To give a clear definition:

1) No wire delay

2) Any number of bits(including infinity) doing NAND(and therefore all the lead-out logics) operation cost O(1) time

3) There are only finite layers(so you can't find a logic chain longer than a fixed value)

4) There may be an input of countable infinity size

To define calculate: You are allowed to say, for i in N(0 to infinity), or maybe a few for's, (a,f(i))->(c,g(i)), where a<c, and f and g are functions with plus, minus and merge(packing two integers into one). The expression should be finite.

E.g. Increase a binary number a[inf]..a[0] by 1:

f[i] = a[i] xor (a[i-1] and a[i-2] and ... and a[0])

E.g.2 Add two binary numbers a[inf..0] and b[inf..0]:

u[i] = a[i] or b[i]

t[i] = a[i] and b[i]

s[i][j] = u[i-1] and u[i-2] and ... and u[i-j]

c[i] = t[i-1] or (t[i-2] and s[i][1]) or (t[i-3] and s[i][2]) or ... or (t[0] and s[i][i-1])

f[i] = c[i] xor a[i] xor b[i]

E.g.3 Adding two real numbers: Get (0.a[0]a[1]a[2]...+0.b[0]b[1]b[2]...)mod 1

f[i] = a[i] xor b[i] xor ((a[i+1] and b[i+1]) or ((a[i+1] or b[i+1]) and (a[i+2] and b[i+2])) or ((a[i+1] or b[i+1]) and (a[i+2] or b[i+2]) and (a[i+3] and b[i+3]))...)

  • $\begingroup$ What have you tried? Where did you get stuck? By infinity as the input, do you mean INF - a number that tells it is not a number or do you really mean that infinite input costs one unit to read? $\endgroup$ – Evil Sep 23 '17 at 13:44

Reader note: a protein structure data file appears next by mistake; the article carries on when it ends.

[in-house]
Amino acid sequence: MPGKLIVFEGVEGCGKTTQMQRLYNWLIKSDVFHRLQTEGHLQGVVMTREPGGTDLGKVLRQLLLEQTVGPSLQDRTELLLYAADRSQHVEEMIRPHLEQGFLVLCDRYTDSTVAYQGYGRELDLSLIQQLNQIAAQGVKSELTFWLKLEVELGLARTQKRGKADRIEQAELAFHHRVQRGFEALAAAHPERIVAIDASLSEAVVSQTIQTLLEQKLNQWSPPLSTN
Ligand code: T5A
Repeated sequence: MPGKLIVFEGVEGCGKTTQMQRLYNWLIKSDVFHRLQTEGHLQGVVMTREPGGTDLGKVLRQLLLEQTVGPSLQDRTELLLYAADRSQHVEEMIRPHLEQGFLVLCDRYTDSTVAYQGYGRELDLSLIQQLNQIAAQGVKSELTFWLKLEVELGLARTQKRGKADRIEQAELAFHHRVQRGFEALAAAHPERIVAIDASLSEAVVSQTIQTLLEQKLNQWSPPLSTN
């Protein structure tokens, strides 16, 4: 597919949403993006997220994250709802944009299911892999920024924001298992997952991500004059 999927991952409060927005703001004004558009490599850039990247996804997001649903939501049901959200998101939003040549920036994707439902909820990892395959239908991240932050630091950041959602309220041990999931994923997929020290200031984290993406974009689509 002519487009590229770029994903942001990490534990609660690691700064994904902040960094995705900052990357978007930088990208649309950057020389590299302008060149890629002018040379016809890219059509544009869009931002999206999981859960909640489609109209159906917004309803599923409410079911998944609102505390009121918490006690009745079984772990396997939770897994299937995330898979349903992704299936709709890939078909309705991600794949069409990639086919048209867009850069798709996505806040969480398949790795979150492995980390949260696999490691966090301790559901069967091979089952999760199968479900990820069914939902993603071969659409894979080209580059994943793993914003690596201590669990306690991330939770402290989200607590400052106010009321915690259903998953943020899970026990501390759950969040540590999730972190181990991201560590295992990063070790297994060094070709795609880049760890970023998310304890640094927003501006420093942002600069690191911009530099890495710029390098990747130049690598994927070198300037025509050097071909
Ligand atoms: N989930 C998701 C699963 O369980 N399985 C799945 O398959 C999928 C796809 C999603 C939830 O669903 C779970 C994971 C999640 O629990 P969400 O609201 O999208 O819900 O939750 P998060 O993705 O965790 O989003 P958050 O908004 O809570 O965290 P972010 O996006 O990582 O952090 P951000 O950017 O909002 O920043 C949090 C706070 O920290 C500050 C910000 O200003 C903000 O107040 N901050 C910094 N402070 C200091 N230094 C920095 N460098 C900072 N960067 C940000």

• $\begingroup$ We have an infinity circult, which means that there can be infinity parallel calculating, so there should be nothing strange if it can handle an infinity size input. 2) makes it possible to get a result bit affected by an infinity number of inputs. $\endgroup$ – l4m2 Sep 23 '17 at 15:35
  • $\begingroup$ It's a curiousty problem. I'm not stuck at xx. $\endgroup$ – l4m2 Sep 23 '17 at 15:36
  • 2
    $\begingroup$ Everything can be computed using depth 2 circuits, so it seems your circuit will be able to compute any function. $\endgroup$ – Yuval Filmus Sep 23 '17 at 16:47
  • $\begingroup$ I'm not sure what you're asking. A single circuit has a fixed number of inputs and, since there are only finitely many different functions $\{0,1\}^n\to \{0,1\}$ for any $n$, you only need finitely many gates to express anything that can be expressed. $\endgroup$ – David Richerby Sep 23 '17 at 17:26

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